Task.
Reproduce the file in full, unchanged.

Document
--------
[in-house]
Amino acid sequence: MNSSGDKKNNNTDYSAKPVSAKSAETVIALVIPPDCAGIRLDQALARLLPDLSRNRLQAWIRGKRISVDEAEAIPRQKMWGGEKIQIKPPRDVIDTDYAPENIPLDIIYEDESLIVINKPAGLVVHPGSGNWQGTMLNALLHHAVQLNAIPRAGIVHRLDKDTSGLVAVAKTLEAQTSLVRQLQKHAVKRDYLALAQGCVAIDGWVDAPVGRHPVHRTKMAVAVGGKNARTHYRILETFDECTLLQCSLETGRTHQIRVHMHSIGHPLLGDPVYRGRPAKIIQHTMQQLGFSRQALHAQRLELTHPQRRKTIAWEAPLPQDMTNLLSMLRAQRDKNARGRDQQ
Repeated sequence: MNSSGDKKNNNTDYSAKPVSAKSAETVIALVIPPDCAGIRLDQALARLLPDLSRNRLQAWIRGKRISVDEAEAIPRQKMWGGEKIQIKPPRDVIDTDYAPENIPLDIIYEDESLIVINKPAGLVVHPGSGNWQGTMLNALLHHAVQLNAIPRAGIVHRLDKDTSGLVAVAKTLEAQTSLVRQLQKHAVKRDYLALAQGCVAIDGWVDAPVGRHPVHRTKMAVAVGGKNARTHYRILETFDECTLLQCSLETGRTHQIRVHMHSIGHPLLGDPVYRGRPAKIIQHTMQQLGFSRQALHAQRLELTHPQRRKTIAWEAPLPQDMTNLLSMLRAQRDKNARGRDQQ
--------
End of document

[in-house]
Amino acid sequence: MNSSGDKKNNNTDYSAKPVSAKSAETVIALVIPPDCAGIRLDQALARLLPDLSRNRLQAWIRGKRISVDEAEAIPRQKMWGGEKIQIKPPRDVIDTDYAPENIPLDIIYEDESLIVINKPAGLVVHPGSGNWQGTMLNALLHHAVQLNAIPRAGIVHRLDKDTSGLVAVAKTLEAQTSLVRQLQKHAVKRDYLALAQGCVAIDGWVDAPVGRHPVHRTKMAVAVGGKNARTHYRILETFDECTLLQCSLETGRTHQIRVHMHSIGHPLLGDPVYRGRPAKIIQHTMQQLGFSRQALHAQRLELTHPQRRKTIAWEAPLPQDMTNLLSMLRAQRDKNARGRDQQ
Repeated sequence: MNSSGDKKNNNTDYSAKPVSAKSAETVIALVIPPDCAGIRLDQALARLLPDLSRNRLQAWIRGKRISVDEAEAIPRQKMWGGEKIQIKPPRDVIDTDYAPENIPLDIIYEDESLIVINKPAGLVVHPGSGNWQGTMLNALLHHAVQLNAIPRAGIVHRLDKDTSGLVAVAKTLEAQTSLVRQLQKHAVKRDYLALAQGCVAIDGWVDAPVGRHPVHRTKMAVAVGGKNARTHYRILETFDECTLLQCSLETGRTHQIRVHMHSIGHPLLGDPVYRGRPAKIIQHTMQQLGFSRQALHAQRLELTHPQRRKTIAWEAPLPQDMTNLLSMLRAQRDKNARGRDQQ